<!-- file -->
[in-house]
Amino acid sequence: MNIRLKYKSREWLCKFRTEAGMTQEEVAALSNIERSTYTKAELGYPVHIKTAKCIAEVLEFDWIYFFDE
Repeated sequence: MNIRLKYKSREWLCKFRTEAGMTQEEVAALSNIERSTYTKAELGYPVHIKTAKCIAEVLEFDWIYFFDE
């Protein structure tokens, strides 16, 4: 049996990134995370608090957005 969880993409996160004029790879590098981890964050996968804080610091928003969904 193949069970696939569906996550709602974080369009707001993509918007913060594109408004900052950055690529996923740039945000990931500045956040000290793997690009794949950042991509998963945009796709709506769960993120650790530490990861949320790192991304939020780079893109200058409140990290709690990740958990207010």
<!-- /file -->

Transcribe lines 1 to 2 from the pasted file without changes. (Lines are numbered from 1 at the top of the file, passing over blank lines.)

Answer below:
[in-house]
Amino acid sequence: MNIRLKYKSREWLCKFRTEAGMTQEEVAALSNIERSTYTKAELGYPVHIKTAKCIAEVLEFDWIYFFDE